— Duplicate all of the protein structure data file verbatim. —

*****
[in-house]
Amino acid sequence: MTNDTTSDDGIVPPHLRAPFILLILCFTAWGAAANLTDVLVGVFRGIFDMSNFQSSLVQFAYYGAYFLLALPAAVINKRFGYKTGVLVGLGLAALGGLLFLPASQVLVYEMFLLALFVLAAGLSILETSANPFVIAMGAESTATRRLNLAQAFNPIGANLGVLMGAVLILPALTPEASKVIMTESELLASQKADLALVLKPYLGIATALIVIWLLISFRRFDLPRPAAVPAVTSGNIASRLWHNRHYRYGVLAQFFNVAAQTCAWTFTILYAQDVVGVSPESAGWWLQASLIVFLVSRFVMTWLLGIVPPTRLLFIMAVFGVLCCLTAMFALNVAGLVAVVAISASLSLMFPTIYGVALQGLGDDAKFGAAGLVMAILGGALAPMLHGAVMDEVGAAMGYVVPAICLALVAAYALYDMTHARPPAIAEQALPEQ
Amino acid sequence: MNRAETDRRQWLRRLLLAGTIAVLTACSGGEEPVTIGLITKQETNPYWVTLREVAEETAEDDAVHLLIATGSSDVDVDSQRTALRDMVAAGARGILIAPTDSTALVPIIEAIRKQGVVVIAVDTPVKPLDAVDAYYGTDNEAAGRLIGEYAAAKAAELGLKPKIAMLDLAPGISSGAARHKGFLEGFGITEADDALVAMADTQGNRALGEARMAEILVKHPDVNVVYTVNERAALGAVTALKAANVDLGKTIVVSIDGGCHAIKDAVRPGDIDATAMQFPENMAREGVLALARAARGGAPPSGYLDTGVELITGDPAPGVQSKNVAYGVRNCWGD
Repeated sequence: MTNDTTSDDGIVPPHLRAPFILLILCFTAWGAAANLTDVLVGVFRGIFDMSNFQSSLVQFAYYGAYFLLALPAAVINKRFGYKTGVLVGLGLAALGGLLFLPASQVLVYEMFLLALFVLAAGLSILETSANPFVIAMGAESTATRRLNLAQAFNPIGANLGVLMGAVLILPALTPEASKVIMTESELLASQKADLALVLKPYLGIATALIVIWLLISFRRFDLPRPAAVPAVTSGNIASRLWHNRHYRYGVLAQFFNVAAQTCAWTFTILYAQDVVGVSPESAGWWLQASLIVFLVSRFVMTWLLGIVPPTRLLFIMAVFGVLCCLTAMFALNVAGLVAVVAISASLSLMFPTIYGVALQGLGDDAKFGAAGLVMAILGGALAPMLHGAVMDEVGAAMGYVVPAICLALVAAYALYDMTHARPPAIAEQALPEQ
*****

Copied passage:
[in-house]
Amino acid sequence: MTNDTTSDDGIVPPHLRAPFILLILCFTAWGAAANLTDVLVGVFRGIFDMSNFQSSLVQFAYYGAYFLLALPAAVINKRFGYKTGVLVGLGLAALGGLLFLPASQVLVYEMFLLALFVLAAGLSILETSANPFVIAMGAESTATRRLNLAQAFNPIGANLGVLMGAVLILPALTPEASKVIMTESELLASQKADLALVLKPYLGIATALIVIWLLISFRRFDLPRPAAVPAVTSGNIASRLWHNRHYRYGVLAQFFNVAAQTCAWTFTILYAQDVVGVSPESAGWWLQASLIVFLVSRFVMTWLLGIVPPTRLLFIMAVFGVLCCLTAMFALNVAGLVAVVAISASLSLMFPTIYGVALQGLGDDAKFGAAGLVMAILGGALAPMLHGAVMDEVGAAMGYVVPAICLALVAAYALYDMTHARPPAIAEQALPEQ
Amino acid sequence: MNRAETDRRQWLRRLLLAGTIAVLTACSGGEEPVTIGLITKQETNPYWVTLREVAEETAEDDAVHLLIATGSSDVDVDSQRTALRDMVAAGARGILIAPTDSTALVPIIEAIRKQGVVVIAVDTPVKPLDAVDAYYGTDNEAAGRLIGEYAAAKAAELGLKPKIAMLDLAPGISSGAARHKGFLEGFGITEADDALVAMADTQGNRALGEARMAEILVKHPDVNVVYTVNERAALGAVTALKAANVDLGKTIVVSIDGGCHAIKDAVRPGDIDATAMQFPENMAREGVLALARAARGGAPPSGYLDTGVELITGDPAPGVQSKNVAYGVRNCWGD
Repeated sequence: MTNDTTSDDGIVPPHLRAPFILLILCFTAWGAAANLTDVLVGVFRGIFDMSNFQSSLVQFAYYGAYFLLALPAAVINKRFGYKTGVLVGLGLAALGGLLFLPASQVLVYEMFLLALFVLAAGLSILETSANPFVIAMGAESTATRRLNLAQAFNPIGANLGVLMGAVLILPALTPEASKVIMTESELLASQKADLALVLKPYLGIATALIVIWLLISFRRFDLPRPAAVPAVTSGNIASRLWHNRHYRYGVLAQFFNVAAQTCAWTFTILYAQDVVGVSPESAGWWLQASLIVFLVSRFVMTWLLGIVPPTRLLFIMAVFGVLCCLTAMFALNVAGLVAVVAISASLSLMFPTIYGVALQGLGDDAKFGAAGLVMAILGGALAPMLHGAVMDEVGAAMGYVVPAICLALVAAYALYDMTHARPPAIAEQALPEQ